Democrats and their allies are not bashful when they describe the events of January 6 and their implications, even at the risk of hyperbole. This was an “attempted coup,” the “worst attack on democracy since the Civil War,” and a “lawless” effort to “dismantle” America’s democratic institutions. We are obliged to “make sure that such an attack never, never happens again.”

I don’t have to take their word for it. The evidence of my own eyes long ago confirmed the epochal scope of that assault on the levers of American self-governance, culminating in a once-unthinkable event that can now never be unthought. I’ve written many thousands of words about that menace. I’ve highlighted the ways in which the constitutional order broke down, and I’ve castigated those who would downplay the significance of the attack in pursuit of their own temporary, parochial political advantage. I don’t need to be lectured about that day’s horrors and their ramifications. In fact, it’s partisan Democrats who would benefit by internalizing their own sanctimonious rhetoric. If January 6 was a seminal day in American history that must never be repeated, why is the Democratic Party doing its utmost to prop up insurrectionary elements on the right?

A recent more-in-sorrow Washington Post analysis found that over 100 victors in this year’s Republican primary elections are, to some degree, proponents of Donald Trump’s false claims that fraud and malfeasance delivered the presidency to Joe Biden. Many of them “are overt in their intentions to use public office to affect electoral outcomes.” Perhaps these candidates would have emerged victorious on their own. We will never know because the next generation of conspiratorially minded Republican leaders received a boost from their Democratic opponents.

“Democratic groups are buying ads touting some of the most extreme pro-Trump candidates in Republican primaries around the country,” Axios reported on Monday. Elections observers are witnessing a trend in which Democratic groups leverage the Republican Party’s more unattractive pathologies to ensure that the most radical, id-channeling candidates on the GOP’s fringes make their way onto the ballot in November.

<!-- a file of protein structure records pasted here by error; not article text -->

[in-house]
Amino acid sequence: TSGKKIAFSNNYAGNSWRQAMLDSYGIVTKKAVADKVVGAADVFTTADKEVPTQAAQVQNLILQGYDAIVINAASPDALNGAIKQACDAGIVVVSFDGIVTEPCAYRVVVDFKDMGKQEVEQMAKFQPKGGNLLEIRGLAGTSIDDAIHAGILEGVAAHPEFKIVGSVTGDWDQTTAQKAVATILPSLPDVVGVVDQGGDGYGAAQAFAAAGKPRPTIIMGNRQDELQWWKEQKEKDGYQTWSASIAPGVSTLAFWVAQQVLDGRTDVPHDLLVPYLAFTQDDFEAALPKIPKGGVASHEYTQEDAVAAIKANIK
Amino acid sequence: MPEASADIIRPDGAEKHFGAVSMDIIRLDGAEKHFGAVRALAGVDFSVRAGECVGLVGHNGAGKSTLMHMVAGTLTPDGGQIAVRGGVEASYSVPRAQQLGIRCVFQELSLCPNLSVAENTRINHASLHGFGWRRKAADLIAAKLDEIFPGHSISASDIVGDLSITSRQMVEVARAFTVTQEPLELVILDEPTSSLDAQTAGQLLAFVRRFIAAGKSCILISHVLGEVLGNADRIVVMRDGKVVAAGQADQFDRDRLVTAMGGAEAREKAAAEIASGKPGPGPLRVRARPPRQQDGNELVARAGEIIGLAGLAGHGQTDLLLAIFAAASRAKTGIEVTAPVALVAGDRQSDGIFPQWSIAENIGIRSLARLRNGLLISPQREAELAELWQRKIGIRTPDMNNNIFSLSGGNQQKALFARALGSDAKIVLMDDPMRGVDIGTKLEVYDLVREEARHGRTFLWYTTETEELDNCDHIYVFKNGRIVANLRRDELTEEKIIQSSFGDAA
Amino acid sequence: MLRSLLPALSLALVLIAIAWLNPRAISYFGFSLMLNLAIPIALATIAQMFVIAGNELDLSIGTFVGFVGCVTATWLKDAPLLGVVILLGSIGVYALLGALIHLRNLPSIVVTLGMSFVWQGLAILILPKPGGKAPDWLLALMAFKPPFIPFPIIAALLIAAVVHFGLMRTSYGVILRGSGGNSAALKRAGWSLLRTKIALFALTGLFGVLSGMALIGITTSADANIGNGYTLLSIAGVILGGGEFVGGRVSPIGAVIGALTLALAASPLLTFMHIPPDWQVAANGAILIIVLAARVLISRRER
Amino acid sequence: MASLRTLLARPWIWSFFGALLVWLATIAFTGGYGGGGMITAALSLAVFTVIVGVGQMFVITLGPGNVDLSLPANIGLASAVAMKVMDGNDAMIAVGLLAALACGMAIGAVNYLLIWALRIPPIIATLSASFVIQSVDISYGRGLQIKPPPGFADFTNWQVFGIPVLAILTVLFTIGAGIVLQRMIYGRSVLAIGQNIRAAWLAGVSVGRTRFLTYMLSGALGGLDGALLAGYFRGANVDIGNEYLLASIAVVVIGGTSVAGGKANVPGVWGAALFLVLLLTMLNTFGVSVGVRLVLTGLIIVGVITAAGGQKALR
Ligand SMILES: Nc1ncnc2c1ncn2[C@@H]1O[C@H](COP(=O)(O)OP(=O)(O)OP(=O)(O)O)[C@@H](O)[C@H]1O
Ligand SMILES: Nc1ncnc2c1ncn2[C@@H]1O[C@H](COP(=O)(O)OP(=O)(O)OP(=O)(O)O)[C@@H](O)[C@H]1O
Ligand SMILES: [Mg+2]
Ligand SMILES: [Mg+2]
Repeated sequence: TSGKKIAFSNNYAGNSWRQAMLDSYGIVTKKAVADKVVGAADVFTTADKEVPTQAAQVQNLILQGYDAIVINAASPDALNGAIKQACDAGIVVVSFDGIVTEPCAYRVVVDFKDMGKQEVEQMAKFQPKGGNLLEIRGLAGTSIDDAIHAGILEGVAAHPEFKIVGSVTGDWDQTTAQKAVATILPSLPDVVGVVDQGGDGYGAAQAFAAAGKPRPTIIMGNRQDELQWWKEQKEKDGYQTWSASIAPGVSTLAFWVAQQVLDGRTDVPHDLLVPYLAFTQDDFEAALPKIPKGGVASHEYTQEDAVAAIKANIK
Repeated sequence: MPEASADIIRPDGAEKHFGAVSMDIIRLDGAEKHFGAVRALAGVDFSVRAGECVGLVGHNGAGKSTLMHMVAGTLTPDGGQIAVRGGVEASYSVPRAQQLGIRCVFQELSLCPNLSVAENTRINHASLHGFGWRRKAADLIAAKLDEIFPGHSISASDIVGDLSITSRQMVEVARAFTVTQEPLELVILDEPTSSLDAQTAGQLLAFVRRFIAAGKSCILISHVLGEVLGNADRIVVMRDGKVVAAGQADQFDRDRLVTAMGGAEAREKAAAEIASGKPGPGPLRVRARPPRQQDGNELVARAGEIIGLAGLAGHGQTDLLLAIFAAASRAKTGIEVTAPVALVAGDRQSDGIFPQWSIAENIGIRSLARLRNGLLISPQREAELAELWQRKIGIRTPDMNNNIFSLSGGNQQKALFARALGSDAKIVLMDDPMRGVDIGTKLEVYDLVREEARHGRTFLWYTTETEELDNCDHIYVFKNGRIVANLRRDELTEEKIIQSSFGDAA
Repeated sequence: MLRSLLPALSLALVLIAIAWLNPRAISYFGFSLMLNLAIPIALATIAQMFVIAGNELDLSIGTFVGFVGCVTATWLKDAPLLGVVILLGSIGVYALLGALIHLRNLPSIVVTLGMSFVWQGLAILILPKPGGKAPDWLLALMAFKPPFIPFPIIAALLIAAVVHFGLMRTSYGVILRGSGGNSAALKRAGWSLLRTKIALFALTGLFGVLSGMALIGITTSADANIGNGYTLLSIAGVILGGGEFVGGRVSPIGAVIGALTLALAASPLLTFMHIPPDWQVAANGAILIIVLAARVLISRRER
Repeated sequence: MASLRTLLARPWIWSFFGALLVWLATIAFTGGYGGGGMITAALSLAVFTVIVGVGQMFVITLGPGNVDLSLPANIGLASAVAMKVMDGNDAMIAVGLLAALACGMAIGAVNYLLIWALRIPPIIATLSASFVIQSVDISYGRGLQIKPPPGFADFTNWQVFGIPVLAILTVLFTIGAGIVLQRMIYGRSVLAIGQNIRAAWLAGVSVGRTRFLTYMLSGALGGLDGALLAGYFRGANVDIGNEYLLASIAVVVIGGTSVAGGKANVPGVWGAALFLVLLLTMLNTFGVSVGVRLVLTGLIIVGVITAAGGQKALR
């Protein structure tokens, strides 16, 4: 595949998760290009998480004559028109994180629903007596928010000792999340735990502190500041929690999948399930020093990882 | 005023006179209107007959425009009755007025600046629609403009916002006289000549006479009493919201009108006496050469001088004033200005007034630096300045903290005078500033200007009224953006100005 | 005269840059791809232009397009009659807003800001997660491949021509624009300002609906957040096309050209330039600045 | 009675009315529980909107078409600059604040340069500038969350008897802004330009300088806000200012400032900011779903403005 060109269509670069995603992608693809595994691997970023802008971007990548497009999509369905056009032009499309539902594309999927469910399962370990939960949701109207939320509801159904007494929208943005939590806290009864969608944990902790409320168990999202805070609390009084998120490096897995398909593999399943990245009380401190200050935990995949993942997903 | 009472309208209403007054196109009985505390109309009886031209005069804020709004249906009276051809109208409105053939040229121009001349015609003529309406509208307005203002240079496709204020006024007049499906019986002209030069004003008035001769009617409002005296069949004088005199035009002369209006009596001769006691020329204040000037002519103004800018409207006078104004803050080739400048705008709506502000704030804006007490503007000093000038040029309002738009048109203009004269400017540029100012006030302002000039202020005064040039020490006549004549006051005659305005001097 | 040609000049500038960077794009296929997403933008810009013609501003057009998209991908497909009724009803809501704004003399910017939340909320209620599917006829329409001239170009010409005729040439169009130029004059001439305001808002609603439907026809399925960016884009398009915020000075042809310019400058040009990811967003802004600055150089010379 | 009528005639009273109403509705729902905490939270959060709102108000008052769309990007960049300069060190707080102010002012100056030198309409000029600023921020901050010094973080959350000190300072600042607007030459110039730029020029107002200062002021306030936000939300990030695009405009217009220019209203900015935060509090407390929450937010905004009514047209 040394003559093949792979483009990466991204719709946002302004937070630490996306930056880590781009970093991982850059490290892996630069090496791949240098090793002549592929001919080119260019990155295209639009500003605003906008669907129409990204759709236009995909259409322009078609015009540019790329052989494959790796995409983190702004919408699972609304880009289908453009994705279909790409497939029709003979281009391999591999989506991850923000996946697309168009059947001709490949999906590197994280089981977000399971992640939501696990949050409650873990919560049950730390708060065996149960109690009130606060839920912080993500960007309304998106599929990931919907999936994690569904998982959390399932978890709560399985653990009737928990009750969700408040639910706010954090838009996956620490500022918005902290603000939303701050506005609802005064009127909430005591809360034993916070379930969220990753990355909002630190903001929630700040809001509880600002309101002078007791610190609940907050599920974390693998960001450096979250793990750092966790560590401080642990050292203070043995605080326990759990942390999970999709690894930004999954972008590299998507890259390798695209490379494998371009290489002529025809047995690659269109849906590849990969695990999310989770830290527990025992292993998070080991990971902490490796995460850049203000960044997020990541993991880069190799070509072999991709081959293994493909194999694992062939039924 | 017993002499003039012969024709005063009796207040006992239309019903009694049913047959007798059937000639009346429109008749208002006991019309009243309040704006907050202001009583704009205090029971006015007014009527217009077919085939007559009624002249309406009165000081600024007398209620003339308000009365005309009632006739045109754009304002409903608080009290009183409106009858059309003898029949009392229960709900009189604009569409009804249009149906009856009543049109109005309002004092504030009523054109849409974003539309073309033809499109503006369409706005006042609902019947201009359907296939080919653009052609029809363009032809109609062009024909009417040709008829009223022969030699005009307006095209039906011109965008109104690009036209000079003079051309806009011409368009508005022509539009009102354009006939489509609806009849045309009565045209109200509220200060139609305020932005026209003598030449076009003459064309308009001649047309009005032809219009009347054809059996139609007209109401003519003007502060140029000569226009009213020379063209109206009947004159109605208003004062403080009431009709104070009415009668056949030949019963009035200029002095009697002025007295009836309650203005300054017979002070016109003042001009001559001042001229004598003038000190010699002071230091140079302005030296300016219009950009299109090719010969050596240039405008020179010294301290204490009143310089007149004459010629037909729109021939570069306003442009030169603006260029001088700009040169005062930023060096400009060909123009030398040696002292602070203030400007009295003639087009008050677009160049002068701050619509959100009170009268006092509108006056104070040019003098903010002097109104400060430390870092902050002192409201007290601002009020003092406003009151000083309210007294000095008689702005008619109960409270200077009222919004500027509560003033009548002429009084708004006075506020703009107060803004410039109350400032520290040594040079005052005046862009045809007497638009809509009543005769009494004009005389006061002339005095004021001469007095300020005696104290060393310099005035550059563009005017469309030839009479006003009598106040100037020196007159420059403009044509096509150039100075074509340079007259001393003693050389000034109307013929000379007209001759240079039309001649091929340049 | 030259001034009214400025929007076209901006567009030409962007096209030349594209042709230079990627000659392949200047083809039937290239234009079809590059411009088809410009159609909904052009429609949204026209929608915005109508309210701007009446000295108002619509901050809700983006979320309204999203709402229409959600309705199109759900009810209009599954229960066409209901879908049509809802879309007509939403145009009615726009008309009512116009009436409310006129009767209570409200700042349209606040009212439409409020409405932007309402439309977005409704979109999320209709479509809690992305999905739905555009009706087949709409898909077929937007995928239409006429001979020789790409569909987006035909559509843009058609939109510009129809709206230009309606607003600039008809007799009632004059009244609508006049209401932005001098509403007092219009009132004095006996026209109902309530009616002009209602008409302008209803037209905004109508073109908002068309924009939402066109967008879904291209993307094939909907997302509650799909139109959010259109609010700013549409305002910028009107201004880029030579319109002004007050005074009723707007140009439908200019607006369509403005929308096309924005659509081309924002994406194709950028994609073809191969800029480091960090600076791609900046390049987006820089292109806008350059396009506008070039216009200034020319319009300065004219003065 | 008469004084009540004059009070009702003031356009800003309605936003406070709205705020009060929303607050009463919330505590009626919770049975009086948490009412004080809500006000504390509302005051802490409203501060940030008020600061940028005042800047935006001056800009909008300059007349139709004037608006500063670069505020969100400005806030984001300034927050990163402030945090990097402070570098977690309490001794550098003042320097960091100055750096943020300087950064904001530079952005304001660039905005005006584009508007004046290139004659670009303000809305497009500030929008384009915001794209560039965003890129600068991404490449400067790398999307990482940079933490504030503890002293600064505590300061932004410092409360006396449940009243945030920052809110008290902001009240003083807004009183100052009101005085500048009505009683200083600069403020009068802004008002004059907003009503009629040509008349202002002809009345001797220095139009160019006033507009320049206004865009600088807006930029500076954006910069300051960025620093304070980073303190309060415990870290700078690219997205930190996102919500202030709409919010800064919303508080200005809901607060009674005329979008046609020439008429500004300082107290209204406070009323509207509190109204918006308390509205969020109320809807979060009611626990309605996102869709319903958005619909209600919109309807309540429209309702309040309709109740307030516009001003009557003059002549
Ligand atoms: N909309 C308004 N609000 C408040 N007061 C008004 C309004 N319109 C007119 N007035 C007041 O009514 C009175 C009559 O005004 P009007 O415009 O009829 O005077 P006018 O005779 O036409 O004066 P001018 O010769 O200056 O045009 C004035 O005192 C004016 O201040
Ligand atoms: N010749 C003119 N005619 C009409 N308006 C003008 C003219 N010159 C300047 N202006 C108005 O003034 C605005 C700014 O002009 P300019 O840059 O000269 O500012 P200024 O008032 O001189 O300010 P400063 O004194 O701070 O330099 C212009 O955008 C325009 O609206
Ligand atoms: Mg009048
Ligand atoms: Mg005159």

Axios flags a Nancy Pelosi-affiliated PAC’s 30-second television commercial boosting a Trump-backed primary challenge to Republican Rep. David Valadao, which wields the bombastic language of the nationalist right for maximum effect. “David Valadao claims he’s Republican,” the ad’s narrator sneers, “yet, David Valadao voted to impeach President Trump.” In California, the Democratic candidate ran spots elevating Greg Raths—the Republican who ran against establishmentarian Rep. Young Kim and who has been condemned by right-wing media for making anti-Semitic remarks—as his true opponent. These efforts to give the MAGA right a leg up over their more responsible Republican peers are likely to fall short, but the campaign is not without its successes.

In Colorado, the “underfunded” campaign by state Rep. Ron Hanks to face U.S. Senator Michael Bennet in November is the beneficiary of millions of dollars of spending in his favor from left-wing groups. The Democratic PAC’s advertisements burnish Hanks’s conservative credentials—he is, in fact, “too conservative for Colorado” (wink). Hanks has and continues to insist Donald Trump won the 2020 election and maintains that Biden’s ascension to the White House was an event on par with 9/11. Meanwhile, Hanks’s opponent, local contracting company CEO Joe O’Dea, has failed to attract a similar spotlight. “It’s actually brilliant,” one Colorado-based Republican strategist told Politico. “If Democrats spend $1 million to help Hanks win the GOP primary, that will save them $20 million in the general.”